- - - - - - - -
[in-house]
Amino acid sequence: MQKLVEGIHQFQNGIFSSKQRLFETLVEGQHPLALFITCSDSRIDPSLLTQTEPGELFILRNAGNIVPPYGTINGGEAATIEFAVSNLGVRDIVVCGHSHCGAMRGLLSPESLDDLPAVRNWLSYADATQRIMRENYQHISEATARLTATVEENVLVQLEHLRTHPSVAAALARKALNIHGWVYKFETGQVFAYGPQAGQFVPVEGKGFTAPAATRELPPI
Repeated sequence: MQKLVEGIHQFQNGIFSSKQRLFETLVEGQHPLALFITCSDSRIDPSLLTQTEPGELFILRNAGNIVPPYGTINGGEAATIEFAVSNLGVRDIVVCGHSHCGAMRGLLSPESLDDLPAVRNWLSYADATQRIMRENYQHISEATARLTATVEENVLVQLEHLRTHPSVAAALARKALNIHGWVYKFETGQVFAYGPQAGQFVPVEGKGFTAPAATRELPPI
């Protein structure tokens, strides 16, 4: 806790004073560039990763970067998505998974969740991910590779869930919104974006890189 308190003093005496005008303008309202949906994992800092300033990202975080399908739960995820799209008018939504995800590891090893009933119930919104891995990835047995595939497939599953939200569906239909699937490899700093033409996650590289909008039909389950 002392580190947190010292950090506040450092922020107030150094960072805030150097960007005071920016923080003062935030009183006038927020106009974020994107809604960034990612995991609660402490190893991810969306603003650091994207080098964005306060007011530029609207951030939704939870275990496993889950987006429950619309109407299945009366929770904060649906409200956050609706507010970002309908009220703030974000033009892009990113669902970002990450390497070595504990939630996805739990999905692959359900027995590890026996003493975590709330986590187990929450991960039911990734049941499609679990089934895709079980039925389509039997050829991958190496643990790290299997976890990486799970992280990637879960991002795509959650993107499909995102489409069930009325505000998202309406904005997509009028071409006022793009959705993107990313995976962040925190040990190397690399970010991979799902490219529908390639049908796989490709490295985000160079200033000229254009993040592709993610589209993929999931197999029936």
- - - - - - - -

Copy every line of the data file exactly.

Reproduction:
[in-house]
Amino acid sequence: MQKLVEGIHQFQNGIFSSKQRLFETLVEGQHPLALFITCSDSRIDPSLLTQTEPGELFILRNAGNIVPPYGTINGGEAATIEFAVSNLGVRDIVVCGHSHCGAMRGLLSPESLDDLPAVRNWLSYADATQRIMRENYQHISEATARLTATVEENVLVQLEHLRTHPSVAAALARKALNIHGWVYKFETGQVFAYGPQAGQFVPVEGKGFTAPAATRELPPI
Repeated sequence: MQKLVEGIHQFQNGIFSSKQRLFETLVEGQHPLALFITCSDSRIDPSLLTQTEPGELFILRNAGNIVPPYGTINGGEAATIEFAVSNLGVRDIVVCGHSHCGAMRGLLSPESLDDLPAVRNWLSYADATQRIMRENYQHISEATARLTATVEENVLVQLEHLRTHPSVAAALARKALNIHGWVYKFETGQVFAYGPQAGQFVPVEGKGFTAPAATRELPPI
């Protein structure tokens, strides 16, 4: 806790004073560039990763970067998505998974969740991910590779869930919104974006890189 308190003093005496005008303008309202949906994992800092300033990202975080399908739960995820799209008018939504995800590891090893009933119930919104891995990835047995595939497939599953939200569906239909699937490899700093033409996650590289909008039909389950 002392580190947190010292950090506040450092922020107030150094960072805030150097960007005071920016923080003062935030009183006038927020106009974020994107809604960034990612995991609660402490190893991810969306603003650091994207080098964005306060007011530029609207951030939704939870275990496993889950987006429950619309109407299945009366929770904060649906409200956050609706507010970002309908009220703030974000033009892009990113669902970002990450390497070595504990939630996805739990999905692959359900027995590890026996003493975590709330986590187990929450991960039911990734049941499609679990089934895709079980039925389509039997050829991958190496643990790290299997976890990486799970992280990637879960991002795509959650993107499909995102489409069930009325505000998202309406904005997509009028071409006022793009959705993107990313995976962040925190040990190397690399970010991979799902490219529908390639049908796989490709490295985000160079200033000229254009993040592709993610589209993929999931197999029936």